The only other possibility would be that Donald Trump is an ignorant jackass who has no idea what he’s talking about or doesn’t believe at all that the President of the United States should know and wholeheartedly embrace the Constitution of the United States. I had been previously convinced the man was merely an opportunist spouting whatever salacious garbage he felt might generate media coverage and, by extension, excitement for his campaign, but now I’m not so sure.

With the evidence at hand Americans have to make up their own minds on the issue. Is the man stupid or is he just unaware or uncaring about the actual content of our constitution? Certainly we can’t believe the former is true. I mean we’re the same people who apparently started believing Kanye West was a genius after just hearing him refer to himself as such for a decade, so surely we aren’t going to turn around and pretend that our nation’s Bullshit Detector settings are suddenly on point when it comes to showbiz personalities marketing themselves as politicians.

And let’s not mince words here, Trump is a showbiz personality. He is not a politician. He is not a tycoon. He is not a reality television star. He is a showbiz personality, through and through. He is a concept, ever-evolving to the medium through which he is presenting himself. He belongs to the long-loathed, though lauded in some circles, school of thinking that all press is good press and in a world where the average consumer’s attention span is a mere eight seconds it shouldn’t blow anyone’s mind that his carnival act antics were able to destroy the 2016 Presidential aspirations of every single actual Republican candidate.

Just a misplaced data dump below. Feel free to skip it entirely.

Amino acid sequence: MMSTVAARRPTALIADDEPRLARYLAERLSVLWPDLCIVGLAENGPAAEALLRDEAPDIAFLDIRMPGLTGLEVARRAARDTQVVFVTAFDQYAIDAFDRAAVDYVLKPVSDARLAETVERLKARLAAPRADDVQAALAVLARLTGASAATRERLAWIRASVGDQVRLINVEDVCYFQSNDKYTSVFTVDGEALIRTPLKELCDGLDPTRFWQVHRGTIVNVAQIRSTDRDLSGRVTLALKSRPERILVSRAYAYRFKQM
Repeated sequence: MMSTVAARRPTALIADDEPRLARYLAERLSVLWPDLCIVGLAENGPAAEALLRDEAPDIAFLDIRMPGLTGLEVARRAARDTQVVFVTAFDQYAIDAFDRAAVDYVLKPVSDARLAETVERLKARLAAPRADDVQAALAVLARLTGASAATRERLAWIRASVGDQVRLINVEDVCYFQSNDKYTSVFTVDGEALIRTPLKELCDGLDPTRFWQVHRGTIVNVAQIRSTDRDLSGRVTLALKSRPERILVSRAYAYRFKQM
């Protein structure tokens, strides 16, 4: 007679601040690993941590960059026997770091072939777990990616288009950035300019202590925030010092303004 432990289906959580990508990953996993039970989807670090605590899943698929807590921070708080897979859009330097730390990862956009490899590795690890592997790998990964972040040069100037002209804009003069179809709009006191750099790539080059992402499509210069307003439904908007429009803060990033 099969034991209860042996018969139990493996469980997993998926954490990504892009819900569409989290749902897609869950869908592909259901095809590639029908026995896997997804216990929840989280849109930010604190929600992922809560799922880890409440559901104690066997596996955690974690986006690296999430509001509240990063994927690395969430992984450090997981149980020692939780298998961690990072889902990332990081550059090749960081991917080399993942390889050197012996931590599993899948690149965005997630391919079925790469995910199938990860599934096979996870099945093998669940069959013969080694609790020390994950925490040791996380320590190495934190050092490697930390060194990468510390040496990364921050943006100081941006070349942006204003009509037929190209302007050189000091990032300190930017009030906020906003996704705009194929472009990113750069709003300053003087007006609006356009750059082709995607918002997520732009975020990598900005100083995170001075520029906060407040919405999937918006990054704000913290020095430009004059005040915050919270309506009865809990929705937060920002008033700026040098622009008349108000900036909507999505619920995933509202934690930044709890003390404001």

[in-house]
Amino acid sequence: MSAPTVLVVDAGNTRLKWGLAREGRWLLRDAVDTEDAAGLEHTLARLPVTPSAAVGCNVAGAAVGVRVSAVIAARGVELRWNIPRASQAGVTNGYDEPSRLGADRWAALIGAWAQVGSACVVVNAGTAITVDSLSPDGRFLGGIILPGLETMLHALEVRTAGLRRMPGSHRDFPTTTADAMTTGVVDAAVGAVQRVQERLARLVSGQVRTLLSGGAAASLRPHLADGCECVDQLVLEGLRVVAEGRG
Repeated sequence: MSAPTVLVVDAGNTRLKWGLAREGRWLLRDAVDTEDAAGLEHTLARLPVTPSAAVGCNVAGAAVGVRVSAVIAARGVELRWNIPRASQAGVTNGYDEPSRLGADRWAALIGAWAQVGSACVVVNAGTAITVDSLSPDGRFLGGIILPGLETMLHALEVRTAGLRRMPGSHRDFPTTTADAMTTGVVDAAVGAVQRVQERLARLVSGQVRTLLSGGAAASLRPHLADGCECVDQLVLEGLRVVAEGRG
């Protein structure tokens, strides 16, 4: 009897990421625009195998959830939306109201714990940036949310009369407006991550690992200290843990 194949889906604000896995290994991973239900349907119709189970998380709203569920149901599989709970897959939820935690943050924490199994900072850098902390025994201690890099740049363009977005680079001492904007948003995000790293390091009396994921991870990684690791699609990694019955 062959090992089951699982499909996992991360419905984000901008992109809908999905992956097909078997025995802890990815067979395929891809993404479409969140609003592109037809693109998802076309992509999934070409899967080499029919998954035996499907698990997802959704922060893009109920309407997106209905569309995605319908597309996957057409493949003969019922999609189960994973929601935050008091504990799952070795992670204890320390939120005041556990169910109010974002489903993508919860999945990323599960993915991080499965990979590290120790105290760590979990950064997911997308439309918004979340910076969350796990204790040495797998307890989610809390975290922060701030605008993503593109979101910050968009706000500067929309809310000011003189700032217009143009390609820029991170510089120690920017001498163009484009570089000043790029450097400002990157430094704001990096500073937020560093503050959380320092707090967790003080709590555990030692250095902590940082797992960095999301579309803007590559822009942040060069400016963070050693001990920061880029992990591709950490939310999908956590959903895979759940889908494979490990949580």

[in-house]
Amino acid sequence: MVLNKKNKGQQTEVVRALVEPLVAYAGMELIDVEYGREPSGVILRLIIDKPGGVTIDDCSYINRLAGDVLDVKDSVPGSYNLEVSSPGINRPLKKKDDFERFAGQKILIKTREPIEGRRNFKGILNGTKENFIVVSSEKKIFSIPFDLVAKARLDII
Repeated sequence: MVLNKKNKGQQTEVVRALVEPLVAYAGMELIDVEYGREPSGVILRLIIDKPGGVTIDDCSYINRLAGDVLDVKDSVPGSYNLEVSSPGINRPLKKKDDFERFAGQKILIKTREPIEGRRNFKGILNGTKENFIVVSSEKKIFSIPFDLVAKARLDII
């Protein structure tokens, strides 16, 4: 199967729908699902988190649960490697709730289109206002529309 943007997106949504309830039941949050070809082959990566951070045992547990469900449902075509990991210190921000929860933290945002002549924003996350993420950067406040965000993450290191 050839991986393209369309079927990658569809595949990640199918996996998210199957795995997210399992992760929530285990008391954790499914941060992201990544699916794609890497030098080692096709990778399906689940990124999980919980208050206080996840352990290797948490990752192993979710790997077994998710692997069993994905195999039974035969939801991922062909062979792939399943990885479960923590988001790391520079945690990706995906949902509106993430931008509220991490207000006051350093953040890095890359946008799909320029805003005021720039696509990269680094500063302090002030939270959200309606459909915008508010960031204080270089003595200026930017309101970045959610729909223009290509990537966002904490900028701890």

Keep in mind that Trump did all of this while publicly insulting long-term Senator and former GOP Presidential candidate John McCain for being “caught” by enemy forces while at war, instigating his sycophants to commit violent acts against peaceful protesters at his rallies, waging an endless and baffling campaign of thin-skinned, spineless 140-character rebuttals of any attacks against him that were large enough to garner media attention and personally insulting the physical looks and moral character of not only his opponents but their family members. Add to this the string of ex-wives, adultery and absolutely hilarious attempts to pander to Evangelical Christians and it becomes increasingly difficult to feel like you’re not watching the comatose fever-dream portion of some really shitty soap opera in the 80’s.

But the problem is it’s real. So what do we do about it? The part of the country that isn’t currently feeling outraged by his campaign or disenfranchised by the DNC’s absolutely embarrassing hit job on the Bernie Sanders campaign is seemingly either too entertained by the reality-game-show-style techniques with which he has dealt with his opponents or is too firmly ensconced in the delusive, jingoistic end-of-days phantasmagoria that has been passionately constructed by Rush Limbaugh and FOX News over the past three decades and further elucidated and honed to a maddeningly taut single-mindedness by the likes of Glenn Beck and Laura Ingraham.